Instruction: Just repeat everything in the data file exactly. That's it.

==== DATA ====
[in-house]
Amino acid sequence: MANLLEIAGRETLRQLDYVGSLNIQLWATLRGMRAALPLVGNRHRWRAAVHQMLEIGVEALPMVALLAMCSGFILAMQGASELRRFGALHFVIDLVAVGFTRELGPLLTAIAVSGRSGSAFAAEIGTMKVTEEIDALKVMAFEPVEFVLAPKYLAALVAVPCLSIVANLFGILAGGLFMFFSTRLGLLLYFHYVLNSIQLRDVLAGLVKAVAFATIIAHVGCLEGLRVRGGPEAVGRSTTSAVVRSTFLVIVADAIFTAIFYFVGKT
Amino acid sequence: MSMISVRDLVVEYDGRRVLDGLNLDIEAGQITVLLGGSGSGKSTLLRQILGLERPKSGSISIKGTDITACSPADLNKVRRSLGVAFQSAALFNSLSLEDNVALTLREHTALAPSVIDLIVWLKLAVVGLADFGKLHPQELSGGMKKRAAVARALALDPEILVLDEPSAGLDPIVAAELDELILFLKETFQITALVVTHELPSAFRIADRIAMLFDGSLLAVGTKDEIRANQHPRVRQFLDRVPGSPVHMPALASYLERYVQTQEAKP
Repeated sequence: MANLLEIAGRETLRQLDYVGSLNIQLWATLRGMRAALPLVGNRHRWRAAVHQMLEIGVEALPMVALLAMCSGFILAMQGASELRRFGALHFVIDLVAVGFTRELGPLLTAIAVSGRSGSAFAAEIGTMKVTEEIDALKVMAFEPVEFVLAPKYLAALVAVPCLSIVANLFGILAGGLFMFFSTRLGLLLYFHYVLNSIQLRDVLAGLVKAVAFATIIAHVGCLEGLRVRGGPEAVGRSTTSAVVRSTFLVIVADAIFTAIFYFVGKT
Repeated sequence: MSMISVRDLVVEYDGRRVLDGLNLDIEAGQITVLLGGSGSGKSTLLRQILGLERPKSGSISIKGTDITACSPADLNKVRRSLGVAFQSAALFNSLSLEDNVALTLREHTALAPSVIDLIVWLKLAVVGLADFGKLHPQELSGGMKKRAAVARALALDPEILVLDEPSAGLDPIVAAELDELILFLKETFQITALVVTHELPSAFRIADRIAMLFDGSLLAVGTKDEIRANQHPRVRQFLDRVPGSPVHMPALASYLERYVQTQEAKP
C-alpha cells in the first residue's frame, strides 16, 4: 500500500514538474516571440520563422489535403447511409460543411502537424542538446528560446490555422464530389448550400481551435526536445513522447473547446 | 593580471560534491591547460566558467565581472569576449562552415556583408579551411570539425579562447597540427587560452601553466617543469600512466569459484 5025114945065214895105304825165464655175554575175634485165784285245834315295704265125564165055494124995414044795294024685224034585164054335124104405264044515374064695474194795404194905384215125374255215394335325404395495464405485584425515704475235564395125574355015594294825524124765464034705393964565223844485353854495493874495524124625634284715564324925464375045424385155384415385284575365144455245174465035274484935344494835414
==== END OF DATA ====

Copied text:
[in-house]
Amino acid sequence: MANLLEIAGRETLRQLDYVGSLNIQLWATLRGMRAALPLVGNRHRWRAAVHQMLEIGVEALPMVALLAMCSGFILAMQGASELRRFGALHFVIDLVAVGFTRELGPLLTAIAVSGRSGSAFAAEIGTMKVTEEIDALKVMAFEPVEFVLAPKYLAALVAVPCLSIVANLFGILAGGLFMFFSTRLGLLLYFHYVLNSIQLRDVLAGLVKAVAFATIIAHVGCLEGLRVRGGPEAVGRSTTSAVVRSTFLVIVADAIFTAIFYFVGKT
Amino acid sequence: MSMISVRDLVVEYDGRRVLDGLNLDIEAGQITVLLGGSGSGKSTLLRQILGLERPKSGSISIKGTDITACSPADLNKVRRSLGVAFQSAALFNSLSLEDNVALTLREHTALAPSVIDLIVWLKLAVVGLADFGKLHPQELSGGMKKRAAVARALALDPEILVLDEPSAGLDPIVAAELDELILFLKETFQITALVVTHELPSAFRIADRIAMLFDGSLLAVGTKDEIRANQHPRVRQFLDRVPGSPVHMPALASYLERYVQTQEAKP
Repeated sequence: MANLLEIAGRETLRQLDYVGSLNIQLWATLRGMRAALPLVGNRHRWRAAVHQMLEIGVEALPMVALLAMCSGFILAMQGASELRRFGALHFVIDLVAVGFTRELGPLLTAIAVSGRSGSAFAAEIGTMKVTEEIDALKVMAFEPVEFVLAPKYLAALVAVPCLSIVANLFGILAGGLFMFFSTRLGLLLYFHYVLNSIQLRDVLAGLVKAVAFATIIAHVGCLEGLRVRGGPEAVGRSTTSAVVRSTFLVIVADAIFTAIFYFVGKT
Repeated sequence: MSMISVRDLVVEYDGRRVLDGLNLDIEAGQITVLLGGSGSGKSTLLRQILGLERPKSGSISIKGTDITACSPADLNKVRRSLGVAFQSAALFNSLSLEDNVALTLREHTALAPSVIDLIVWLKLAVVGLADFGKLHPQELSGGMKKRAAVARALALDPEILVLDEPSAGLDPIVAAELDELILFLKETFQITALVVTHELPSAFRIADRIAMLFDGSLLAVGTKDEIRANQHPRVRQFLDRVPGSPVHMPALASYLERYVQTQEAKP
C-alpha cells in the first residue's frame, strides 16, 4: 500500500514538474516571440520563422489535403447511409460543411502537424542538446528560446490555422464530389448550400481551435526536445513522447473547446 | 593580471560534491591547460566558467565581472569576449562552415556583408579551411570539425579562447597540427587560452601553466617543469600512466569459484 5025114945065214895105304825165464655175554575175634485165784285245834315295704265125564165055494124995414044795294024685224034585164054335124104405264044515374064695474194795404194905384215125374255215394335325404395495464405485584425515704475235564395125574355015594294825524124765464034705393964565223844485353854495493874495524124625634284715564324925464375045424385155384415385284575365144455245174465035274484935344494835414